Leading? Don’t Forget to Tell Your Stories

storytelling     Storytelling is a wonderful and effective way to teach a point. When I went around the country teaching Quality Leadership, I found that what my students most appreciated was the stories about my experience with police transformation and improvement.

I wrote this in my book:

“The stories I told seemed to be the most effective way I had to get my points across… That’s why they are so essential; through story, police officers begin to understand the nature of policing, how they are supposed to act, and what seems to be important.

“Unfortunately, in most police organizations there are more stories about the successes of traditional practices than community policing. In fact, the culture of traditional policing is full of stories which range from high-speed pursuits to drug busts and shoot-outs. Stories are effective, they capture a listener’s attention and, with regard to traditional policing, invariably involve the physical, not the service-oriented, side of policing. [Researchers] Chappell and Lanza-Kaduce found out that those traditionally-oriented stories were called war stories by police:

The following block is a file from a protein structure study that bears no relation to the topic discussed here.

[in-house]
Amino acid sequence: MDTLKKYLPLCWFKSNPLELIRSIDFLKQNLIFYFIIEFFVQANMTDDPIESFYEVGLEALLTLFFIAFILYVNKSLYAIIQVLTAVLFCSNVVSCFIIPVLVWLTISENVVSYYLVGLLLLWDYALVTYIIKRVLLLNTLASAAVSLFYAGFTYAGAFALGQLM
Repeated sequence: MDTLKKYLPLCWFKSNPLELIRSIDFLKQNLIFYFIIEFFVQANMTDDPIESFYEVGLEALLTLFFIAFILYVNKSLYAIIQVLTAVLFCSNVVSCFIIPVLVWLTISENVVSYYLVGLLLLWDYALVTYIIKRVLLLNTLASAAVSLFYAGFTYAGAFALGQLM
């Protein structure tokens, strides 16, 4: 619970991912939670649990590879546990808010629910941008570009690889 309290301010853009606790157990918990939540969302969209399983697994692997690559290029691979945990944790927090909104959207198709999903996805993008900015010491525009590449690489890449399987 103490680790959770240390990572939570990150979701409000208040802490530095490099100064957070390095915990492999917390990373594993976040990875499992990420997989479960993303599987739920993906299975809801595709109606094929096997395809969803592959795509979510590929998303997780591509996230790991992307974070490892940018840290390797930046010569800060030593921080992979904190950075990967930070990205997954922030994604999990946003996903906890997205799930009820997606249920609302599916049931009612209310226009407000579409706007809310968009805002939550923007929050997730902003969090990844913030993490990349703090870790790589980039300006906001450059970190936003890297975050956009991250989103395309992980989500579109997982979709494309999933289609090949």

“The context of war stories shifted the setting; it became informal and relaxed—both for the storyteller and the listeners. War stories were ‘times out’ from the usual discipline that was expected. The recruits were allowed to laugh and enjoy themselves. The relaxed storytelling defined what was truly valued in police work and in the police culture.[i]

“I found, however, that a department transforming to a more community and problem-oriented culture can find just as many interesting and captivating war stories as those told about traditional policing.”


1. What is your favorite story about the most important values police hold? (For example, Police Commissioner Charles Ramsey of Philadelphia told a story about his transforming experience at the Holocaust Museum in Washington, DC. Read it HERE.)


2. Think about the most important things police do: solve problems, help the helpless, protect civil rights, use force appropriately, each experienced police leader should have a positive story he or she can relate to younger officers about the important aspects of police work. Stories make a difference. Leaders tell uplifting and positive stories.




[i] Chappell, Allison T. and Lonn Lanza-Kaduce. “Police Academy Socialization: Understanding the Lessons Learned in a Paramilitary-Bureaucratic Organization.” Journal of Contemporary Ethnography. Sage Publications, December, 2009.




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